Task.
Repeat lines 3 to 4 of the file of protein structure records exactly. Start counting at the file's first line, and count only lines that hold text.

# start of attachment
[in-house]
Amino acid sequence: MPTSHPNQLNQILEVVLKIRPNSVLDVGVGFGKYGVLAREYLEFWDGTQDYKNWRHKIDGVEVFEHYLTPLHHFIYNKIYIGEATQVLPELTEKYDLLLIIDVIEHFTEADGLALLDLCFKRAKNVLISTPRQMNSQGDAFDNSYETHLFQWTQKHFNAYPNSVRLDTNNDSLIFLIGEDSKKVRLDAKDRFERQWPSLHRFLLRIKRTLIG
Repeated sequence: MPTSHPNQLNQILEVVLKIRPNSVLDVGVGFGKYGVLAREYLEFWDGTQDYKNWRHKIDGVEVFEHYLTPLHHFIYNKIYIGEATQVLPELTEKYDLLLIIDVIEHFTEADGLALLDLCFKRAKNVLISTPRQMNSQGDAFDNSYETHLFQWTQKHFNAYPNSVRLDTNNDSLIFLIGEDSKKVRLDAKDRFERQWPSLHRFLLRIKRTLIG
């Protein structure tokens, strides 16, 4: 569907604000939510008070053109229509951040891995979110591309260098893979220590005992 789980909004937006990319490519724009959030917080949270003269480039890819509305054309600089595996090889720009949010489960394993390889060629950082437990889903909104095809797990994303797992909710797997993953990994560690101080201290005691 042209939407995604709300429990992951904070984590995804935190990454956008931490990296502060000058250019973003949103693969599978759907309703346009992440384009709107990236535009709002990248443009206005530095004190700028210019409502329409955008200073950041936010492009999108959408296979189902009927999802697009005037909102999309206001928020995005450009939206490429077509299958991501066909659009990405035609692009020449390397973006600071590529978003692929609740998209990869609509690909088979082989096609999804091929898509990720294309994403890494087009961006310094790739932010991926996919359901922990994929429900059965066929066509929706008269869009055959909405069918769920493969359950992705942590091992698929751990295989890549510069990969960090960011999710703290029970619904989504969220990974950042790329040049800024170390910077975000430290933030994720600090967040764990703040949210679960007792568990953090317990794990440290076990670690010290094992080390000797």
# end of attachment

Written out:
Repeated sequence: MPTSHPNQLNQILEVVLKIRPNSVLDVGVGFGKYGVLAREYLEFWDGTQDYKNWRHKIDGVEVFEHYLTPLHHFIYNKIYIGEATQVLPELTEKYDLLLIIDVIEHFTEADGLALLDLCFKRAKNVLISTPRQMNSQGDAFDNSYETHLFQWTQKHFNAYPNSVRLDTNNDSLIFLIGEDSKKVRLDAKDRFERQWPSLHRFLLRIKRTLIG
């Protein structure tokens, strides 16, 4: 569907604000939510008070053109229509951040891995979110591309260098893979220590005992 789980909004937006990319490519724009959030917080949270003269480039890819509305054309600089595996090889720009949010489960394993390889060629950082437990889903909104095809797990994303797992909710797997993953990994560690101080201290005691 042209939407995604709300429990992951904070984590995804935190990454956008931490990296502060000058250019973003949103693969599978759907309703346009992440384009709107990236535009709002990248443009206005530095004190700028210019409502329409955008200073950041936010492009999108959408296979189902009927999802697009005037909102999309206001928020995005450009939206490429077509299958991501066909659009990405035609692009020449390397973006600071590529978003692929609740998209990869609509690909088979082989096609999804091929898509990720294309994403890494087009961006310094790739932010991926996919359901922990994929429900059965066929066509929706008269869009055959909405069918769920493969359950992705942590091992698929751990295989890549510069990969960090960011999710703290029970619904989504969220990974950042790329040049800024170390910077975000430290933030994720600090967040764990703040949210679960007792568990953090317990794990440290076990670690010290094992080390000797």